Thursday, January 21st, 2021 Church Directory

Walz loosens restrictions

Wednesday afternoon, Minnesota Gov. Tim Walz announced he will be easing of some COVID-19 restrictions, including indoor dining, due to decreasing coronavirus numbers in Minnesota, according to a spokesman from the governor’s office.

Indoor dining has not been allowed since mid-November after the governor put a pause in place due to rising case numbers around Thanksgiving. The indoor dining ban was set to continue through Jan. 10. Outdoor dining was allowed to resume Dec. 19.

“It appears like Minnesotans did an awful lot of things right around Thanksgiving,” Walz said. “There will be some changes to the mitigation strategy.”

Republicans in the Legislature put pressure on Walz earlier this week to release his next steps as soon as possible so bars and restaurants can prepare for customers.

“He either doesn’t know or doesn’t care about what it takes to operate a restaurant in Minnesota,” said Sen. Michelle Benson, R-Ham Lake, adding that they needed time to order food and prepare to safely welcome customers back.

Wednesday, Walz announced the limited reopening of bars, restaurants and other venues and youth and adult organized sports will be able to resume games on Jan. 14 with spectators, but must follow capacity limits for indoor or outdoor venues.

Starting Monday, bars and restaurants can reopen for in-person dining at 50% capacity and with a 10 p.m. curfew, according to a release from the governor’s office. Movie theaters, bowling alleys and museums can also reopen at 25% capacity. All venues must limit the total number of people inside to no more than 150, and masks are required.

Under the new order, restaurant seating will be limited to six people per table, with social distancing between tables, according to sources. Bar seating will be limited to two people together at a time. Reservations are required.

Some businesses, such as Pizza Depot in Becker and Cornerstone Cafe in Monticello (as well as over 150 other businesses), defied Walz’ order last month and opened their restaurants to dining-in only to face backlash from the governor’s office and have been threatened with legal action.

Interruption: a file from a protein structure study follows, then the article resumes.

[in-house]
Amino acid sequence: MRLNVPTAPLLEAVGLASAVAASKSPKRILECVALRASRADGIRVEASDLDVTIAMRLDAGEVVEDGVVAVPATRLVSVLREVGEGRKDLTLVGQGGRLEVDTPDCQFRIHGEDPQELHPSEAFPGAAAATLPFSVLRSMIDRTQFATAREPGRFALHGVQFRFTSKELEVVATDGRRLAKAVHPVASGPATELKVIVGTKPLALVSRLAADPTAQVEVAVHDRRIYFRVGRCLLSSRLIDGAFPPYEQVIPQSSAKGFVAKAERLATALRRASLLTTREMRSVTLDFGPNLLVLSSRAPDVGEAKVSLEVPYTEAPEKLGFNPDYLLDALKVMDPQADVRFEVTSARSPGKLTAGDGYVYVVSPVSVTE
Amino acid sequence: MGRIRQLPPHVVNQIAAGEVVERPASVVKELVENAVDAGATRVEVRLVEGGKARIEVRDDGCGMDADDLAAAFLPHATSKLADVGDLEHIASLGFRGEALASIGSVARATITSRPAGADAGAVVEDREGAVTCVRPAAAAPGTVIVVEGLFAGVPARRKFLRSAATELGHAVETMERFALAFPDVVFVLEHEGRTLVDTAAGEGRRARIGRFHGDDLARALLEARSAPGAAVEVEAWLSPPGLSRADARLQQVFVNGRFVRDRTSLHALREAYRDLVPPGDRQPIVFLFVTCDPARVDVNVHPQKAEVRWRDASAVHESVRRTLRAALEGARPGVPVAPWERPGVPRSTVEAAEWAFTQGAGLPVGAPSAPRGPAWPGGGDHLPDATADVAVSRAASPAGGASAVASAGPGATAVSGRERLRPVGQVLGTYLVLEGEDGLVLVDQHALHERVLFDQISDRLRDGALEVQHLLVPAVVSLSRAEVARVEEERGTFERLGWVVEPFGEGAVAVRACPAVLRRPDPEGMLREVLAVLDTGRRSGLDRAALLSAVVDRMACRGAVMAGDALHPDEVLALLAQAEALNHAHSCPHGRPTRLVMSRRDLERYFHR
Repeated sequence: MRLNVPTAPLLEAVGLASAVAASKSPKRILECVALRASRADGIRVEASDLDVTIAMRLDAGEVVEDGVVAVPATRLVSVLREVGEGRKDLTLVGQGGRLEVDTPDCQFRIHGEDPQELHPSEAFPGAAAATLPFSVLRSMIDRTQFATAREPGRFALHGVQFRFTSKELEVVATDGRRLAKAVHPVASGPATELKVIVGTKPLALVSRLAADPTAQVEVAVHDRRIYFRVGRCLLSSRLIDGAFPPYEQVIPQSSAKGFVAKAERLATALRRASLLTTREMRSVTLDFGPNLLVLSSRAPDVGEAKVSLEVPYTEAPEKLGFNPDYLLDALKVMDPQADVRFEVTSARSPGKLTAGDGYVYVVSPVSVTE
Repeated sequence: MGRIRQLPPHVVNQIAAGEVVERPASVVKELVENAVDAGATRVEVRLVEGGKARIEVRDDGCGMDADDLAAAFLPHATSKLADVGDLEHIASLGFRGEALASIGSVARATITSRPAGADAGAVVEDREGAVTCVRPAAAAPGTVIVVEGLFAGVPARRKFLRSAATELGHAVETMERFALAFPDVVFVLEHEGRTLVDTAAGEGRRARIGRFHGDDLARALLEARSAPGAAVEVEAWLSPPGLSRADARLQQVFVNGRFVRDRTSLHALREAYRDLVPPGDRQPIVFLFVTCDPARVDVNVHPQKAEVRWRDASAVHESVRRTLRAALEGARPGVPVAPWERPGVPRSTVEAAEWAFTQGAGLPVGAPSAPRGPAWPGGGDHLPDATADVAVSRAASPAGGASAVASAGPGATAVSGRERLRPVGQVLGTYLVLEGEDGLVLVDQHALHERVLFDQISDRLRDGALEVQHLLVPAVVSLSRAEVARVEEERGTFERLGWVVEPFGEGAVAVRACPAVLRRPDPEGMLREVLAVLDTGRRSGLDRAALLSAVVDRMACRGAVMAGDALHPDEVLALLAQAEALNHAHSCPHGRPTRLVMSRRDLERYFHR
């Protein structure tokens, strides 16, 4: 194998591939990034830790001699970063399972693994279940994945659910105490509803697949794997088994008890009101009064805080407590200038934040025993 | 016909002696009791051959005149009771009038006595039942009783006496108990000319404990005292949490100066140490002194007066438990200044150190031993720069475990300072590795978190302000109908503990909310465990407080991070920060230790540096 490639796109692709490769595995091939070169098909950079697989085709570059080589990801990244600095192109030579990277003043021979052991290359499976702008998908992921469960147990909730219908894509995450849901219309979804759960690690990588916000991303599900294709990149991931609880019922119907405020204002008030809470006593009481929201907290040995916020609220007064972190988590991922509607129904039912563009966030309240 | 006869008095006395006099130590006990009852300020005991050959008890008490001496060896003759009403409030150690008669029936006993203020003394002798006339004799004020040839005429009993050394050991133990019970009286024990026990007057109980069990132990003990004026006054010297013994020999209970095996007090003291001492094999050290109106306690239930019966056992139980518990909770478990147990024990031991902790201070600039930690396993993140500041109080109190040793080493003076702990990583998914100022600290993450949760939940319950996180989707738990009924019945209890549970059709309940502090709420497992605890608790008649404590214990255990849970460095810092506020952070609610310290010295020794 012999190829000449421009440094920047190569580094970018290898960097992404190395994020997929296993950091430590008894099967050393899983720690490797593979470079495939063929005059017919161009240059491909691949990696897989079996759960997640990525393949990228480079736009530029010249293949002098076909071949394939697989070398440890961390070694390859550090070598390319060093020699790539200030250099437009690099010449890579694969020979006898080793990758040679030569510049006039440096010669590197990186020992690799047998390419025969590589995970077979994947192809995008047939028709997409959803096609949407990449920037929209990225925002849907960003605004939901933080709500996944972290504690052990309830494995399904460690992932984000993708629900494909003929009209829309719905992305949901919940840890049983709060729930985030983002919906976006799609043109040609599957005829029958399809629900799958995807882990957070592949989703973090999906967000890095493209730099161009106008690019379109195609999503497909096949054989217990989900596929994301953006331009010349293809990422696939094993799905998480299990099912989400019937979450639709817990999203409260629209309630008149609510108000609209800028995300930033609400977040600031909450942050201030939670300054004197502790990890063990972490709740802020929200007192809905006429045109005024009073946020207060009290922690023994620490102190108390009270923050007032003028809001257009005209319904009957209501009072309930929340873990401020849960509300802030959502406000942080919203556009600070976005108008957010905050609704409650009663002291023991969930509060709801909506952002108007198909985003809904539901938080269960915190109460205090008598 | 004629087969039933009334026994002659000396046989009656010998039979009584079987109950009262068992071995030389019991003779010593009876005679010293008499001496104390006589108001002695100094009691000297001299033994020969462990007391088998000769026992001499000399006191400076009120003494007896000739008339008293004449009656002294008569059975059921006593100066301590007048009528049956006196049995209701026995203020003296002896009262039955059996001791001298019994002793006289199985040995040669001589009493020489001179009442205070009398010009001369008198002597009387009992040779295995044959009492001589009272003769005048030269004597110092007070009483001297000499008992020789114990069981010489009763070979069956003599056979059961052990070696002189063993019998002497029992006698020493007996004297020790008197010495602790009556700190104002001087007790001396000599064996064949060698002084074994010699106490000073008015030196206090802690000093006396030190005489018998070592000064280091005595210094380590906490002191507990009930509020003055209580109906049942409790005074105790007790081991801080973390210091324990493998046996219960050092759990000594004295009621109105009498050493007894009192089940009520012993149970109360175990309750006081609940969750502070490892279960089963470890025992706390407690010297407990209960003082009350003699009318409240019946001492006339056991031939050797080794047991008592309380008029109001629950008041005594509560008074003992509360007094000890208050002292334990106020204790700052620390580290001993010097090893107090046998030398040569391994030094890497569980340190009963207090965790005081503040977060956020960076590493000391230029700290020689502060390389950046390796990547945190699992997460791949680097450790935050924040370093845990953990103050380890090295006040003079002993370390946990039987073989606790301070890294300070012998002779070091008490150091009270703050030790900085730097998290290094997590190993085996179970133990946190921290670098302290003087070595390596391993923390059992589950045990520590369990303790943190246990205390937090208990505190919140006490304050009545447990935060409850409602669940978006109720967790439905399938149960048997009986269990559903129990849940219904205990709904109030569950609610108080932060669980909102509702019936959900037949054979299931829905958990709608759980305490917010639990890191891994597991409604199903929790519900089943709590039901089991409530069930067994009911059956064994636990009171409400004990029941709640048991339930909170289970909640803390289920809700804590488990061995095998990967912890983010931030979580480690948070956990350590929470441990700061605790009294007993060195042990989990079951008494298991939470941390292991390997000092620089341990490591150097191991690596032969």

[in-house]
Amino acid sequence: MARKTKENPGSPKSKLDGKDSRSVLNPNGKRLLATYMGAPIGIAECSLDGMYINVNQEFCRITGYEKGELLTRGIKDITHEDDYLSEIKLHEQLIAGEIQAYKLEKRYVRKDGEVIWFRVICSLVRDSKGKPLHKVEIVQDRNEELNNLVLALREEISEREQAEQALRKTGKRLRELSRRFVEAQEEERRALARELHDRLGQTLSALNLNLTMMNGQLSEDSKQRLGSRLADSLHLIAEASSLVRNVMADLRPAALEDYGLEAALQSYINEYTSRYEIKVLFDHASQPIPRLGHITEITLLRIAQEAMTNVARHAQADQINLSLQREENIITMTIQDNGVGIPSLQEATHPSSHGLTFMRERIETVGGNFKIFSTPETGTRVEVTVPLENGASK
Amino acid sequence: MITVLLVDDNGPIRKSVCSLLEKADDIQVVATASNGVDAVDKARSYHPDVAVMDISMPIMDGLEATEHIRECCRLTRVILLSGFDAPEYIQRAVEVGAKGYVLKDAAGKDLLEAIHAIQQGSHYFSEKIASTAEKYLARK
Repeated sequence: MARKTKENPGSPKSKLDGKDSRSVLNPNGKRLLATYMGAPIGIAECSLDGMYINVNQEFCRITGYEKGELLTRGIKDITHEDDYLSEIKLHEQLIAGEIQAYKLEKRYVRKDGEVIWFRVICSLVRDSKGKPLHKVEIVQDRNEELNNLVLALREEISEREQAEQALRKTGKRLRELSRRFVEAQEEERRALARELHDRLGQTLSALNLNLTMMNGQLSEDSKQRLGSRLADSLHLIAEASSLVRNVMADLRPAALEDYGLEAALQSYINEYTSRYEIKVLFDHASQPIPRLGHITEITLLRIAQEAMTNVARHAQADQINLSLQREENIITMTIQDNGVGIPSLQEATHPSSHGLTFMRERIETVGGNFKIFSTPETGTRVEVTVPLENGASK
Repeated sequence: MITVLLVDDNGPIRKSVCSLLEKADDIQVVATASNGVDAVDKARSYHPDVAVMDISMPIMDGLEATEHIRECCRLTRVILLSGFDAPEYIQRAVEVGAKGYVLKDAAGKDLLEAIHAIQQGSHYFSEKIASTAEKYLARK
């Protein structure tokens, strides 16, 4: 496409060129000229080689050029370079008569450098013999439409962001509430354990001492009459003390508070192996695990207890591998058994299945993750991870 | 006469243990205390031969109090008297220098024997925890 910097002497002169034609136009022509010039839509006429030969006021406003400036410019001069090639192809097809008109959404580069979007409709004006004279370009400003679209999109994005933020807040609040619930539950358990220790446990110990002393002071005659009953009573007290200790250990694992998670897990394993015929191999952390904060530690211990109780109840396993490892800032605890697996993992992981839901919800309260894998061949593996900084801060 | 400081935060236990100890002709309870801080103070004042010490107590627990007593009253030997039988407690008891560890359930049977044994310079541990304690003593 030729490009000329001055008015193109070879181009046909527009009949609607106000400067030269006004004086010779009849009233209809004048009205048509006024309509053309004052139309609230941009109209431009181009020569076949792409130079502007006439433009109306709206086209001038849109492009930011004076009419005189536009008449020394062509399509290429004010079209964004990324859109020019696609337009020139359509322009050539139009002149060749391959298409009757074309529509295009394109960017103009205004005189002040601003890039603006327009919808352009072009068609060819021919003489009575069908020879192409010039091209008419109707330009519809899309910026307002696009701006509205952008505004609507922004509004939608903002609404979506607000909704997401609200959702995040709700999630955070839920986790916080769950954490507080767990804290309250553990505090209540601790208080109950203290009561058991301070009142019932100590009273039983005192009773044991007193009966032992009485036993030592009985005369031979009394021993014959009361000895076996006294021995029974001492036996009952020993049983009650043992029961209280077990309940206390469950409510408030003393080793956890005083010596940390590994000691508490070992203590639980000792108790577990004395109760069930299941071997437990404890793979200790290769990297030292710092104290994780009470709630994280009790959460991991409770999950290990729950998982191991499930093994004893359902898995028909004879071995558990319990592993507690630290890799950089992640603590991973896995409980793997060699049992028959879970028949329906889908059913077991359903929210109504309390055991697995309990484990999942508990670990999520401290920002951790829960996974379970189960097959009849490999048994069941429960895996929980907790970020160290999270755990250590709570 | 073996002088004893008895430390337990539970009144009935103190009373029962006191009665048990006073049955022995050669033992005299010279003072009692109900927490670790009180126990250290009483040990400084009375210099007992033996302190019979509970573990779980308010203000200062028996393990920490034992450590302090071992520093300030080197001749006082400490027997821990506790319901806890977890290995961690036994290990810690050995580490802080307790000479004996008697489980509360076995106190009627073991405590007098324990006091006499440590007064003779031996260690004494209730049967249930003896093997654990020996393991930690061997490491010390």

Hospitalizations continue to trend downward from their peak in late November, according to statistics from the Minnesota Department of Health.

Walz forced thousands of businesses -- including bars, restaurants, gyms, movie theaters and more -- to close to customers Nov. 21. Business groups urged him to reconsider and a few have sued him over the restrictions.

Fitness centers, which reopened Monday with social distancing restrictions, can remain open under the new order at 25% capacity — capped at 150 people — and with nine feet of social distancing between people and machines.

Fitness classes can increase to 25 people, with social distancing and mask requirements. Pools, which also reopened this week, can remain open but at 25 % capacity under the new order.

While youth and adult organized sports will resume with spectators subject to capacity limits on indoor or outdoor venues, state health officials are discouraging participation in tournaments within Minnesota or outside of the state.

Outdoor entertainment and events will see increased maximum capacity of 250 people, up from 150. The state is not recommending any changes to private social gatherings, which are allowed with one other household, up to 10 people, or up to two other households outside.

Small wedding receptions may resume, but with strict limitations. Receptions where food and drink are served are limited to two households, or 10 people indoors. Three households or 15 people can gather for a reception outdoors.

National and state health officials are still warning about a spike in cases in other states, and the possibility still remains for a late, post-holiday surge.

“One year into this pandemic, we know that improvements are tenuous,” Minnesota Department of Health Commissioner Jan Malcolm said in a statement. 

“If we let our guard down, COVID-19 finds a way to surge back in terrifying ways.”